Every year, hundreds of thousands of pets are snatched in Thailand, then smuggled into Vietnam, destined for Hanoi’s top restaurants and street stalls. Demand for dogmeat is so high that supply has become a highly lucrative – and brutal – black market. Kate Hodal, the Guardian.
Dog meat on sale at the Kyungdong Shijang Market in Seoul, South Korea, in September 2007. Source: Wikipedia
A National Geographic clip of an African tribe eating their pet dog as part of a ceremony:
The Guardian followed patrons and traffickers in a dog meat restaurnt in Vietnam On the subject of suffering:
It is impossible to imagine any of these animals as a potential food source, not because they are dogs, but because they are abysmally thin and desperately unhealthy. There are bony puppies with broken legs; mangy mutts oozing mucus from their eyes and noses; dogs covered in their own vomit and faeces; and the carcasses of those that have already died, in plastic bags, waiting to be buried. With only 12 staff and nearly 2,000 dogs to care for, survival here is a gamble, and as the shelter’s Buddhist vets do not believe in “playing God”, staff might administer medicine to a dying dog for months on end, until finally it is no longer able to move.
Some of the dogs are rescued by activists but it remains a small percentage as the situation continues even after the “rescue”. “Of 1,965 dogs intercepted in January 2012 from a holding centre in Tha Rae and documented as being sent to [a shelter in] Buriram, 600 never arrived. We were told they’d died or run away, but they’d been sold back into the trade.” says the source from the Guardian.
But on the subject of whether the government should put an official stop to the cruelty, the 2 ways of achieving that (banning or regulating it) show little promise.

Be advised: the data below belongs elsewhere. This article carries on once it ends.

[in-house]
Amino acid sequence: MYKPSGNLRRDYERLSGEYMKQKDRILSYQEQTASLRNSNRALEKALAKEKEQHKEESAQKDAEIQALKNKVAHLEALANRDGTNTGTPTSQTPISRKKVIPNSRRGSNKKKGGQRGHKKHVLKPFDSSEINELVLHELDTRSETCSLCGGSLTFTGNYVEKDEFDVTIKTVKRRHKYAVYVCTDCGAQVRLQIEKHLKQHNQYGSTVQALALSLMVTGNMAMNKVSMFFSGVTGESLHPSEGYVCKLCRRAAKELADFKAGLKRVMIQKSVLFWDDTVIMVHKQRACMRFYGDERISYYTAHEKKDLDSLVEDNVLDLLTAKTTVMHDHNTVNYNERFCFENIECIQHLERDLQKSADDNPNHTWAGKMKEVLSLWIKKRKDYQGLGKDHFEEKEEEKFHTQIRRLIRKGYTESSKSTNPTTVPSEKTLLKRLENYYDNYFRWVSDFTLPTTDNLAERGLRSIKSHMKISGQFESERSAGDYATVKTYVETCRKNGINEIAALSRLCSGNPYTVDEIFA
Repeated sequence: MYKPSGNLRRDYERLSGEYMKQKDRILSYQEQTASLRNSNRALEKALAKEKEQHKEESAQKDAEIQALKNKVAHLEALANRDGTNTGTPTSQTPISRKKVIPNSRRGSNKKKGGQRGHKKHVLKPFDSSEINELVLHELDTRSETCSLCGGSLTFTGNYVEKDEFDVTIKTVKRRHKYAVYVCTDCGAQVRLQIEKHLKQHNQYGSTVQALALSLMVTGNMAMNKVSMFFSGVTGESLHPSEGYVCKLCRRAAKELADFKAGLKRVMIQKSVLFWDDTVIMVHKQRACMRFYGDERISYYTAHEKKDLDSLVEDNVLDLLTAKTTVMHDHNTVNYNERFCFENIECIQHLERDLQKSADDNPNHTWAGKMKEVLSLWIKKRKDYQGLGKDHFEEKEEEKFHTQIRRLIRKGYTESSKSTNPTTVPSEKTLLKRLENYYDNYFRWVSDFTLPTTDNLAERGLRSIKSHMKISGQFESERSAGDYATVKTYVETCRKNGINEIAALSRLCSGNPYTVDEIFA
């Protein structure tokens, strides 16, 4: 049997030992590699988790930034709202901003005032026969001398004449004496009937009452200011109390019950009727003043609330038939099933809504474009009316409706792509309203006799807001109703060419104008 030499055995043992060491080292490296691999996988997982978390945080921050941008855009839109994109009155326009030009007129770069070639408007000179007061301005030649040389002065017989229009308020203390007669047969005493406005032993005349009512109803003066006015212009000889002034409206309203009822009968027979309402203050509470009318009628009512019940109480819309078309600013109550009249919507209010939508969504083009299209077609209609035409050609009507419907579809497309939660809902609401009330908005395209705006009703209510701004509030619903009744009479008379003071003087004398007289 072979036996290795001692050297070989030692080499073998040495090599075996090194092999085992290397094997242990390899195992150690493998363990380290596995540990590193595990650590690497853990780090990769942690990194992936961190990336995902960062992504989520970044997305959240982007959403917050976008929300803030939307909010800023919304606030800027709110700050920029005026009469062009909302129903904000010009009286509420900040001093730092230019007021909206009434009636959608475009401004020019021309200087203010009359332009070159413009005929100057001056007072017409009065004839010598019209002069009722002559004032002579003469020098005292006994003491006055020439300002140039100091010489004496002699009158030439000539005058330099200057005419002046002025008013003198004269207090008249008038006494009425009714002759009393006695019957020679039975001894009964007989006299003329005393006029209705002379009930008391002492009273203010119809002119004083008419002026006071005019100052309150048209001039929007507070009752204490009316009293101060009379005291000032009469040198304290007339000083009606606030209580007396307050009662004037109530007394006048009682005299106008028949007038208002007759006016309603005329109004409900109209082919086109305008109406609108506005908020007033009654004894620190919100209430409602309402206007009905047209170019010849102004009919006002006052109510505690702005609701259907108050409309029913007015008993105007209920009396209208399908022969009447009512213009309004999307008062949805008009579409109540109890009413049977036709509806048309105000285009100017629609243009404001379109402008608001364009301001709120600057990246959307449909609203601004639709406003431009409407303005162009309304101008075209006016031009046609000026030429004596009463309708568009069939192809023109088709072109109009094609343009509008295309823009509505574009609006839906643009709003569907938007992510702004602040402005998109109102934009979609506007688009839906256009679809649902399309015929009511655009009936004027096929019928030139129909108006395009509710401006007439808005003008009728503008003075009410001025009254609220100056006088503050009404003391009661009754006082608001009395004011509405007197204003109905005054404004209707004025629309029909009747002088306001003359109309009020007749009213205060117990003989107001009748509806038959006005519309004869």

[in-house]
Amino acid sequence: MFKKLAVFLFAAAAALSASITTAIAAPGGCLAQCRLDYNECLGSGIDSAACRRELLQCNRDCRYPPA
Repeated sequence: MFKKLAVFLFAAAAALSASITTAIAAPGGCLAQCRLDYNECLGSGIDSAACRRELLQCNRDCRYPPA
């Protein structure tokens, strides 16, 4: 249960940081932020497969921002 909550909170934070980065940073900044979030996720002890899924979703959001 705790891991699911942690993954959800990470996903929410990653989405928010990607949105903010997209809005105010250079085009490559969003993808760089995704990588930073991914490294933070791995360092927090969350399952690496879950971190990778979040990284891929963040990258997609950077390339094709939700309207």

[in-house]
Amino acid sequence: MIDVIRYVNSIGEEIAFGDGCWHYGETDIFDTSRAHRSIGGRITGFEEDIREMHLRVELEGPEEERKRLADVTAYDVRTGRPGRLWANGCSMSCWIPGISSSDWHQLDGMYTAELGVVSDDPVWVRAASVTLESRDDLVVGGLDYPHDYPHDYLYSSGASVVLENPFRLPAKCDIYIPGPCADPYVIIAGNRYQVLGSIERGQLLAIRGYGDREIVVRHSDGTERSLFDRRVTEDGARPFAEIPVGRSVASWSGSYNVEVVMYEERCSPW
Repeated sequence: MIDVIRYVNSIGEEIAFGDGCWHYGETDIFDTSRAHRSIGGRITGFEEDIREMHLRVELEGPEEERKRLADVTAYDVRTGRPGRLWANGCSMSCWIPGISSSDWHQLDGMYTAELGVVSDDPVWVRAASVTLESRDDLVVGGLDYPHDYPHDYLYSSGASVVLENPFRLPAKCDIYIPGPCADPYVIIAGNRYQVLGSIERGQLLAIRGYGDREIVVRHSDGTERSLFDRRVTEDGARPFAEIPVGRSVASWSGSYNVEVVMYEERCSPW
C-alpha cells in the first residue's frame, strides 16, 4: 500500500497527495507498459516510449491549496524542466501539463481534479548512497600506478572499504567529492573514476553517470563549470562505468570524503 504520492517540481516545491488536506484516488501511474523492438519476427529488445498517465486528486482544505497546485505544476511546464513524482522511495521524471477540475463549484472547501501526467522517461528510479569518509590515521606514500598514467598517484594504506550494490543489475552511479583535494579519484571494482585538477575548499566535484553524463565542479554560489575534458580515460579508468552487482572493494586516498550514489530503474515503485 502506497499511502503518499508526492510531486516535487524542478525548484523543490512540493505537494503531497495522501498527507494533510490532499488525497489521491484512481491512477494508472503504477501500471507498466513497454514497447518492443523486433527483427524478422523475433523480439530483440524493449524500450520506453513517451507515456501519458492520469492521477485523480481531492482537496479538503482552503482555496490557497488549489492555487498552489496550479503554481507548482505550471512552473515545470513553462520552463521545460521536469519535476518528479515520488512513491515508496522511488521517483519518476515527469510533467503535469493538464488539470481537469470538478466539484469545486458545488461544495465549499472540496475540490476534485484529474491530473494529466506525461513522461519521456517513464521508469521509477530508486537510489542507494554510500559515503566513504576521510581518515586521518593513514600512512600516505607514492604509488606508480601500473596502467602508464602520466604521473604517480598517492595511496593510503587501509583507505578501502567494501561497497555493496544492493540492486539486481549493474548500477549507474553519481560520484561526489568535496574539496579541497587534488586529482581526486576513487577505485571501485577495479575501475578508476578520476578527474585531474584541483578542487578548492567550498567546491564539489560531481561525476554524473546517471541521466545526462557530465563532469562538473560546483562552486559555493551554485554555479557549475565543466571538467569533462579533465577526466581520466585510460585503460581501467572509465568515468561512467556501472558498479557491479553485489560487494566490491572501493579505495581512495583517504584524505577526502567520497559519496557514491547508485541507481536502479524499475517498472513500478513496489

Activists in Thailand are pushing for a new animal welfare law that would protect pets such as dogs and cats from being consumed or traded for consumption. But the law has little chance of making a real difference, Lohanan says. What may work instead is the opposite approach. Few in the Thai government openly oppose the trade, but one MP, Bhumiphat Phacharasap, has suggested that regulating dogmeat would stave off corruption and ensure that animals traded are fit for food. “We could treat dogs the same way we treat cows and pigs, by ensuring they were free of disease, had been vaccinated and had export licences, and hadn’t been tortured or harmed in transportation,” he says. “In Vietnam, they farm dogs just like they farm pigs and cows. I could accept that: you do it right, you eat it right. The problem is, we would be perceived as a culture that tortures animals because dogs are ‘not for consumption’. We would be criticised. We’d be boycotted. We’d lose our trade rights [with the rest of the world].”
His worry is legitimate, at least for a culture dealing with the west, where researchers stress the historical human-dog bond and point to dogs’ intelligence, using examples such as Chaser – a border collie whose vocabulary includes more than 1,000 English words – to prove their mental capacities are comparable to those of two-year-old children. But apologists say it is hypocritical for a culture that eats sheep, cows, pigs and chickens to draw the line at dogs. Pigs, for instance, do as well as primates in certain tests and are said by some scientists to be more advanced than dogs, yet many of us eat bacon without a second thought.
This is circuitous reasoning, as Jonathan Safran Foer has argued in his book Eating Animals. He points to dogs as a plentiful and protein‑rich food source, and asks: “Can’t we get over our sentimentality?” He continues: “Unlike all farmed meat, which requires the creation and maintenance of animals, dogs are practically begging to be eaten. If we let dogs be dogs, and breed without interference, we would create a sustainable, local meat supply with low energy inputs that would put even the most efficient grass-based farming to shame.”
Trucks containing 130 dogs are seized on the highway between Thailand and Vietnam. Source: Luke Duggleby, The Guardian